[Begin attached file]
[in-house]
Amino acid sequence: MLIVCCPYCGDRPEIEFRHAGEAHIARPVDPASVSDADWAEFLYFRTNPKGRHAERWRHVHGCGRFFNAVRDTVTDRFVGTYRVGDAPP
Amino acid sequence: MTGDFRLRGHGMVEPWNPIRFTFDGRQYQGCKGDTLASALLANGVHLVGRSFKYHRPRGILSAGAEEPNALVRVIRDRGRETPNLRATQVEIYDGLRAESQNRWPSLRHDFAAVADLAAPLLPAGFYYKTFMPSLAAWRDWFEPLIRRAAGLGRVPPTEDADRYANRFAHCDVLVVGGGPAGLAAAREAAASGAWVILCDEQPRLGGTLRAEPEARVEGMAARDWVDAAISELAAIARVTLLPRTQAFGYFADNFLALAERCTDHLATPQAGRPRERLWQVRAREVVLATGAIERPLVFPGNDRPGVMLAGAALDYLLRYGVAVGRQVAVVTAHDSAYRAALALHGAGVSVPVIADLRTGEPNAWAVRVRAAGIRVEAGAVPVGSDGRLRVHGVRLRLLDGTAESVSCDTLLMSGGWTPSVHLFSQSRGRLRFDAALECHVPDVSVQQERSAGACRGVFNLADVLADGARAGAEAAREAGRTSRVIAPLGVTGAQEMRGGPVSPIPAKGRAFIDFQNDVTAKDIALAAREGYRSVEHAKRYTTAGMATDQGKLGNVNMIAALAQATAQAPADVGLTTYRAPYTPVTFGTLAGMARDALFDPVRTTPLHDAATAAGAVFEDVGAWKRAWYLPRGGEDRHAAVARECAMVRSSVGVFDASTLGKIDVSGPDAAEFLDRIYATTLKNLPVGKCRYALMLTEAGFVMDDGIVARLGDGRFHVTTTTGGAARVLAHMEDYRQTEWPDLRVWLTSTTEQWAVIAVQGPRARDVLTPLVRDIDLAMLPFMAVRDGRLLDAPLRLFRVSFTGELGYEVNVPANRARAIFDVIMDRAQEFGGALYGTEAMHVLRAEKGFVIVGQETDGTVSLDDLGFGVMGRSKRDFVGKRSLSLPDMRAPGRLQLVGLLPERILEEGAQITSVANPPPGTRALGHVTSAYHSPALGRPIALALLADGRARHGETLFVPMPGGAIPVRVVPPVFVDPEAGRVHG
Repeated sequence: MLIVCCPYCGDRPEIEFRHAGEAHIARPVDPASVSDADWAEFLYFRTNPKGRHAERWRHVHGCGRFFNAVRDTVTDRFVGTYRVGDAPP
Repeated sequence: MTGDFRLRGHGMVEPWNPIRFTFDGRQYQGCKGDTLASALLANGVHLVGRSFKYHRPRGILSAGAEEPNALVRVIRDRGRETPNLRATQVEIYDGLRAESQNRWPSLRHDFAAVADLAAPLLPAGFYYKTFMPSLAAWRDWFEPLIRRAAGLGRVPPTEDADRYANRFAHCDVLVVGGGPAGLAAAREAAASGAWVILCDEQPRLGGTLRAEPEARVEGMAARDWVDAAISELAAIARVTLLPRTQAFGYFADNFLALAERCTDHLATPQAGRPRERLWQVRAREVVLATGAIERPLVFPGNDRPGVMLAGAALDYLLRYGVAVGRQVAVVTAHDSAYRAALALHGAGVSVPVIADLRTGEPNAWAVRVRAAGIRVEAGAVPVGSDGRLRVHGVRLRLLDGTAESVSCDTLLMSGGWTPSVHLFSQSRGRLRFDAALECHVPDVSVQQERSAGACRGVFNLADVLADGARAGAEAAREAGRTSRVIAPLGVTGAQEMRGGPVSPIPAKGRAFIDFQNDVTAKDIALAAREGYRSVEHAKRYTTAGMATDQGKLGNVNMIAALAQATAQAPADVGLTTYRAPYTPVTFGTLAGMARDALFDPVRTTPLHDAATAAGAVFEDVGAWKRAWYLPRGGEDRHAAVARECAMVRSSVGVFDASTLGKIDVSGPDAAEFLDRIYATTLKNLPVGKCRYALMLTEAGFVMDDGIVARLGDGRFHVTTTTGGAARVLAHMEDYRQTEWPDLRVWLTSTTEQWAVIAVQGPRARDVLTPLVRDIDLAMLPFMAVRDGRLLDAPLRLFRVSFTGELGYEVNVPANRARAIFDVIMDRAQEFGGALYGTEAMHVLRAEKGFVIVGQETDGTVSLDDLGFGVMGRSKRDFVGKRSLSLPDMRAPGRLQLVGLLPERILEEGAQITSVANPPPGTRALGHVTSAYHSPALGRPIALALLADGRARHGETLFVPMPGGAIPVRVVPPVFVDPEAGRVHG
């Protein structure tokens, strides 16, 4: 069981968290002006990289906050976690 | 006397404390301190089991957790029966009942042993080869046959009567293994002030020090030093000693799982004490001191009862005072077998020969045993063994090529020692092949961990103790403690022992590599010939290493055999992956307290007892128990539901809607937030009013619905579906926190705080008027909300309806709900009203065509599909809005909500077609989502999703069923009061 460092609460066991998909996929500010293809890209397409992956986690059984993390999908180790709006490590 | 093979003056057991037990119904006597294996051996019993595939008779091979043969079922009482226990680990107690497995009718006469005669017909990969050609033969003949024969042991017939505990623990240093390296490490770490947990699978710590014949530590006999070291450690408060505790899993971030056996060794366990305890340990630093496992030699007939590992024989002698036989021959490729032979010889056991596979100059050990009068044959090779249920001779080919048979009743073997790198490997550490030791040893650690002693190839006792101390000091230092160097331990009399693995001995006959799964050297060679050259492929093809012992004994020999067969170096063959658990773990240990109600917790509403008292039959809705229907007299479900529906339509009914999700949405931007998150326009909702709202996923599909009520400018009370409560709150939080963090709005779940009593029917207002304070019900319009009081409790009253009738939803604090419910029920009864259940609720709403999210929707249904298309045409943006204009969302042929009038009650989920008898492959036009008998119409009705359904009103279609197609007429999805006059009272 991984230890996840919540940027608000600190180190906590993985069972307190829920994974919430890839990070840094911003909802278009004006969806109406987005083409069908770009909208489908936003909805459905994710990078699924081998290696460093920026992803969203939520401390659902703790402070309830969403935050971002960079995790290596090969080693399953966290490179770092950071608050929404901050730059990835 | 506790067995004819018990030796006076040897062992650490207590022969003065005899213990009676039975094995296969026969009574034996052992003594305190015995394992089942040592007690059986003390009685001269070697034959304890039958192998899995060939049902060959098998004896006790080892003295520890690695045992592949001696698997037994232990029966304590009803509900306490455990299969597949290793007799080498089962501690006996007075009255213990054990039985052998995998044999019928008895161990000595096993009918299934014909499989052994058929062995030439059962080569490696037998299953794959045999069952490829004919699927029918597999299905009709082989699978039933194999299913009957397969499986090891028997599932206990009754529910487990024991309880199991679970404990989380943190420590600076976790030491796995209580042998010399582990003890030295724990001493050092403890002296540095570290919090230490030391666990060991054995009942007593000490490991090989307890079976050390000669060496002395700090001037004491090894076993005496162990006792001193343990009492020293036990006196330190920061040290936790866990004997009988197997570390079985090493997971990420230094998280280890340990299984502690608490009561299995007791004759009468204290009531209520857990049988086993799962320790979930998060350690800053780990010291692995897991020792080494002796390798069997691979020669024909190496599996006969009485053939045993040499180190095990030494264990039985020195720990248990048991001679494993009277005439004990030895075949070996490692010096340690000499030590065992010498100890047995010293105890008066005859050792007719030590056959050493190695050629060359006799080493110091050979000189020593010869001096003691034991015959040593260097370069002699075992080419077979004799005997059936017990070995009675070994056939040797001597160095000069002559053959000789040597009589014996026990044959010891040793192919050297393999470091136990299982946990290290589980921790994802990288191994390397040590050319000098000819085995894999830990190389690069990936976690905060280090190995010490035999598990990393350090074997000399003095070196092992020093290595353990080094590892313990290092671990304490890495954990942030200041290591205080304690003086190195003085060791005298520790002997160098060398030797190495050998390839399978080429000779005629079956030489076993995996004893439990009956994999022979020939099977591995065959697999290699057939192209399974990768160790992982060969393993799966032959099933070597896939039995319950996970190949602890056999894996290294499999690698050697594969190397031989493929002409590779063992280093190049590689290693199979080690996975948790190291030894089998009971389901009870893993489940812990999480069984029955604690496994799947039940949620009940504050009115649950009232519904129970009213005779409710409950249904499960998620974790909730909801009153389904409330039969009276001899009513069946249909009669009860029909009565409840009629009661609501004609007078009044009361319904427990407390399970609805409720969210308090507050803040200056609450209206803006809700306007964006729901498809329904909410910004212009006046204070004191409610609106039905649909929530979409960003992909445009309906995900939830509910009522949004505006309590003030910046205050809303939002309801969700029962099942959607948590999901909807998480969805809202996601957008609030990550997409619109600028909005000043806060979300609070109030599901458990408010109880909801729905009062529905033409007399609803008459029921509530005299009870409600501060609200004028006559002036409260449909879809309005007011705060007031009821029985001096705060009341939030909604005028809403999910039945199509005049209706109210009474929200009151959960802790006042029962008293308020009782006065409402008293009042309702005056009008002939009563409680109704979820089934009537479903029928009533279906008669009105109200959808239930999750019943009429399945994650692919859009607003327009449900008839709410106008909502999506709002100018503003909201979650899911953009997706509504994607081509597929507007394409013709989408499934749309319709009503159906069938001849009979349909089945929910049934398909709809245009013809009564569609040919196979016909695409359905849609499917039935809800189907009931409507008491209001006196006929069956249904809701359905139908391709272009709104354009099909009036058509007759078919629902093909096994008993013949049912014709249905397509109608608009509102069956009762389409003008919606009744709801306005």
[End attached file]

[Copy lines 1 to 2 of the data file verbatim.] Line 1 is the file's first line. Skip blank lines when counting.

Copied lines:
[in-house]
Amino acid sequence: MLIVCCPYCGDRPEIEFRHAGEAHIARPVDPASVSDADWAEFLYFRTNPKGRHAERWRHVHGCGRFFNAVRDTVTDRFVGTYRVGDAPP